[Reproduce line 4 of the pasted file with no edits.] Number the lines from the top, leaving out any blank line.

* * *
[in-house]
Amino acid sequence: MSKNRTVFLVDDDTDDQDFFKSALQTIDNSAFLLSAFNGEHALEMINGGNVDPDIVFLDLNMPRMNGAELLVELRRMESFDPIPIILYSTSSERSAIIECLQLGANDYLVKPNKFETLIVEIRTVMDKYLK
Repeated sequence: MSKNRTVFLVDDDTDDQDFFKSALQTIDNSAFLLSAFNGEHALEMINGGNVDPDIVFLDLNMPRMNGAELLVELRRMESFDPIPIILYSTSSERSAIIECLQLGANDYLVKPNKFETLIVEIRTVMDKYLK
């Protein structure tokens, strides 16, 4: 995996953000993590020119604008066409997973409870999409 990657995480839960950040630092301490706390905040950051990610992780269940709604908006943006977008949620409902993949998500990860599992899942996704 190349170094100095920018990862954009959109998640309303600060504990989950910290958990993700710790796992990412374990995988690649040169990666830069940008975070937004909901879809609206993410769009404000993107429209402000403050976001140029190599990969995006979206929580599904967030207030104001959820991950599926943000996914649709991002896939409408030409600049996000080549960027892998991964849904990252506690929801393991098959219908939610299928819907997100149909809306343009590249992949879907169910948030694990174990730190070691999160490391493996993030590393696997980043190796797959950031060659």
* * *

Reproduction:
């Protein structure tokens, strides 16, 4: 995996953000993590020119604008066409997973409870999409 990657995480839960950040630092301490706390905040950051990610992780269940709604908006943006977008949620409902993949998500990860599992899942996704 190349170094100095920018990862954009959109998640309303600060504990989950910290958990993700710790796992990412374990995988690649040169990666830069940008975070937004909901879809609206993410769009404000993107429209402000403050976001140029190599990969995006979206929580599904967030207030104001959820991950599926943000996914649709991002896939409408030409600049996000080549960027892998991964849904990252506690929801393991098959219908939610299928819907997100149909809306343009590249992949879907169910948030694990174990730190070691999160490391493996993030590393696997980043190796797959950031060659």